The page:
First, I’ll start with a disclaimer. I am NOT a writer, not a bonafide writer, that is. An amateur, want-to-be writer, yes. Ever since the 2nd grade, there has been a burning in my belly to sit at a typewriter, yes, a typewriter, not to be confused with a laptop, keyboard or tablet and write my great American novel.
Spurred on by the likes of Laura Ingalls Wilder, Mary Louise Alcott and Jerry West (the pseudonym for Andrew Svenson), my best friend and I would devour these books plus others the moment new chapter books were checked into the school library.
From second grade until my senior year of high school, the library was my home away from home, filled with words, paragraphs and chapters that peaked my imagination, dragging me along the mysteries of who done it and why did they do it? Filling my love-lourne heart with enough romance to bring me to tears when the obligatory break-up would occur.
Flash forward to my early fifties and not a story has been written, not a manuscript submitted, not a rejection notice returned. This despite the fact that there was promise at first being that one of the first poems I submitted was considered as a possibility by the card company for which I submitted my poems. Not bad for the first time I submitted something.
Then what did I do? Nothing. Instead of being motivated and spurred on by the experience, I did nothing. Nothing. Was I afraid? Lazy? A self-saboteur? Likely all of the above. I look at my artwork, writing and photography and compare them to things I see others do (Yes, I know I am not supposed to compare) and I feel my work is just as good, if not better than others who have created and maintained a decent business for themselves. The difference is, they’ve done something about it; whereas I have not.
Even my photography in which I have spent a lot of time on improving has given me pause to think about where it could take me. It’s become good enough that friends and family have been encouraging me to go into business. Flattered, I often say that I liked my job…which is true, because it afforded me the opportunity to pay for my hobby…also true. I would also say that I didn’t want to turn something I loved into a chore…also true.
There were, however other truths…there were times when I wanted to explore the option of creating a business for myself, even if it was just to earn some extra cash. At one time, I posted some of my photos to photoblogs designed for want-to-be and bonafide photographers to be showcased as the photo that not only best depicted the theme or word chosen by the organization, but also had merit in the composition, exposure and overall presentation.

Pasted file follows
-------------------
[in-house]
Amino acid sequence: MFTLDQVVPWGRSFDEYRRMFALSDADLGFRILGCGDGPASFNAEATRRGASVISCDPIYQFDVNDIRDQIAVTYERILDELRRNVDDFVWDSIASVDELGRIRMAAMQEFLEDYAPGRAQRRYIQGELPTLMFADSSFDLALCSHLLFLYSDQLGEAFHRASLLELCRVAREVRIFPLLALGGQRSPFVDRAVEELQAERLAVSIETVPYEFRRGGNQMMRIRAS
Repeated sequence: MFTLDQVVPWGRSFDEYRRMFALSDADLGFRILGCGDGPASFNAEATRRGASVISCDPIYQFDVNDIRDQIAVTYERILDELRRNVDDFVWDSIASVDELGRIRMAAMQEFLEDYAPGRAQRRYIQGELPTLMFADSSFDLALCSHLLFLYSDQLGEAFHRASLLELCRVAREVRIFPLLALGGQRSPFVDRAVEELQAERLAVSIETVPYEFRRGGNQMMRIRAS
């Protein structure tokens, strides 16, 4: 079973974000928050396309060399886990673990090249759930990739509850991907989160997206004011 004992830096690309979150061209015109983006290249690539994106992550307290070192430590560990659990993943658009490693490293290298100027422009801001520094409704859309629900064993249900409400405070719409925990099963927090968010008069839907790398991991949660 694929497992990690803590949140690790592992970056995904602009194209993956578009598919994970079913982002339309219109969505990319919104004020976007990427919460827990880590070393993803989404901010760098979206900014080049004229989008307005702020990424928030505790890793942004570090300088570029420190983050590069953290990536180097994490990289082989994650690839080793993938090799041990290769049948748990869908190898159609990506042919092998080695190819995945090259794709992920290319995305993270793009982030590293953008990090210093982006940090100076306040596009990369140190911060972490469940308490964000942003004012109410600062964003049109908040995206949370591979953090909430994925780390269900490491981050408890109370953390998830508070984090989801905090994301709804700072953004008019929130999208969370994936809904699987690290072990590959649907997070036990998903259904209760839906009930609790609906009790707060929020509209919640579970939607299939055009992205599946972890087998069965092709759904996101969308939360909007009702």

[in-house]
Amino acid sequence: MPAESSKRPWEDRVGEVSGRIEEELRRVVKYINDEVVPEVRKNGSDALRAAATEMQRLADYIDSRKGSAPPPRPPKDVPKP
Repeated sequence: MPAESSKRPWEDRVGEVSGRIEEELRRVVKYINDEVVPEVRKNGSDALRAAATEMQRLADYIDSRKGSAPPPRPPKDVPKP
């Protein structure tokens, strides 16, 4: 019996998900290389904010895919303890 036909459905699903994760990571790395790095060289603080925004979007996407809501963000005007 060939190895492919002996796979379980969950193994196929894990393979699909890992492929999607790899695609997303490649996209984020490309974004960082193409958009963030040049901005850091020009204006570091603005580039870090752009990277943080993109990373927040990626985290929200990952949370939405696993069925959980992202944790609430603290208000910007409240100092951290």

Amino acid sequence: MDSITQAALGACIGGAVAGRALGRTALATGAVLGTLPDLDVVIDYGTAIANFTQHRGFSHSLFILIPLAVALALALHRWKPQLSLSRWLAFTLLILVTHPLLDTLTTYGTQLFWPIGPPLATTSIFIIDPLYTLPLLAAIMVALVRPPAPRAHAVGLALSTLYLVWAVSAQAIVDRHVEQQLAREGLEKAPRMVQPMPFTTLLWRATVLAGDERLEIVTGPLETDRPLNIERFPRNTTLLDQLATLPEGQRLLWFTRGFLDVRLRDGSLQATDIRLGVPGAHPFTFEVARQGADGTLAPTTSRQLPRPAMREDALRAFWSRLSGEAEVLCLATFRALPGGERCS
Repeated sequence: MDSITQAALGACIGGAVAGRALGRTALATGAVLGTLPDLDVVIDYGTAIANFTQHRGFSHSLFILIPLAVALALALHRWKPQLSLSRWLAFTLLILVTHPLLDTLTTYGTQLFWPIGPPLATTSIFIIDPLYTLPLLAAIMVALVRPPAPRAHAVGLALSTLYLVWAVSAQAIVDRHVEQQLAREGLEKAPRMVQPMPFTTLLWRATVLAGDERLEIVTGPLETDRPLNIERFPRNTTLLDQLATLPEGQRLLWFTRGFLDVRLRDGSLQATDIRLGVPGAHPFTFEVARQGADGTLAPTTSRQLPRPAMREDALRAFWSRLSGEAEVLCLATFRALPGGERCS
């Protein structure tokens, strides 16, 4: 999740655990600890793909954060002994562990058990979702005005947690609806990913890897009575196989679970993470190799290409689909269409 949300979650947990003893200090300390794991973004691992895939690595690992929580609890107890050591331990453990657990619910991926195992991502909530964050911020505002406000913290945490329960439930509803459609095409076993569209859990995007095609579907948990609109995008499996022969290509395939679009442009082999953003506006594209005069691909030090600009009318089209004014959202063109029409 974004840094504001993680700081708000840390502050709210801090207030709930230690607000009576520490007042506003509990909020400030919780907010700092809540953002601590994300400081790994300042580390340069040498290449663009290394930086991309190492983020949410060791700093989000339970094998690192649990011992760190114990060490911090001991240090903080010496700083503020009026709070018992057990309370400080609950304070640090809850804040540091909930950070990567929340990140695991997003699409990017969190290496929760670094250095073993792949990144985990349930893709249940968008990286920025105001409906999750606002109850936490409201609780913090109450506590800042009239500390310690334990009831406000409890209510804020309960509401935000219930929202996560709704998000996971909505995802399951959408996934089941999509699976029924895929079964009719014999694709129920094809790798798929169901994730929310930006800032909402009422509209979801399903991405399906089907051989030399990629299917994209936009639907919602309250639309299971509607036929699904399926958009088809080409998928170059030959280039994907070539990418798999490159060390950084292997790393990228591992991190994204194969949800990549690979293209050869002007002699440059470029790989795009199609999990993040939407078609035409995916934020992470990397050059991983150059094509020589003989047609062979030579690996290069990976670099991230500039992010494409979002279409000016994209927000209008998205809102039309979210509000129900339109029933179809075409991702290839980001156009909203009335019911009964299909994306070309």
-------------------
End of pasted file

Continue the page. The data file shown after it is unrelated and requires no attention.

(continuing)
The very first picture I submitted was selected as the photo of the day. Not to be bragging, but rather to give an idea of what this really means, there were on average between 300-500 photos submitted for consideration. This time, I didn’t throw in my towel so quickly. Less than a month later, another one of my submissions was selected. And did I mention, many of the other photographers submitting photos for consideration are respected photographers with very lovely portfolios. In other words, I felt good about the fact that my work was being sized up against other quality work.
On top of that, Haagen-Dazs had a summer contest in which they picked 50 photos which best depicted summer. Contestants were allowed to submit somewhere around three entries for consideration. I submitted one which was happily selected as one of the winning photographs. The prize? The honor of knowing your photo was one of the 50 selected. The truth? It was honor to just have my picture selected especially in light of the competition I hope I went against…the truth is, I was hoping we would at least get a free pint of their gelato ice cream. No such luck.
Did this spur me on to increase the number of photo I submitted for consideration? Sadly, no. Oh, at first I did try. There were many good blogs and instagram challenges in which one could participate, no written invitation required. Instead of being motivated, I found it difficult to manage. It wasn’t easy to find the perfect setting for the challenge so instead of improving and pushing myself, I took fewer pictures and was less than satisfied with the results. I also had trouble keeping track of the words or themes for the challenges. Writing them down every morning didn’t help.
After a time, I gave it up and it took some time to build my momentum back up. I was happy with my decision to call the whole challenge thing a day, but there are times when I wondered was I sabotaging myself again. Perhaps there is a bit of truth in that, but overall, I haven’t regretted my decision.
All of this to say what? I’m not even sure at this point. The daily post’s theme right now is Writing 201 and the assignment is “How – to How – to. I think dad’s tired of waiting and ready to cut through all the snow so I can finally open my shop. I am so close, I could cry. So tomorrow I get back on track. Better yet, today, I get back on track; after all, it past midnight which means tomorrow is now today. My post will be about using a nifty little app called Steller to create short stories that can/will help you break through writer’s block…guaranteed. I promise!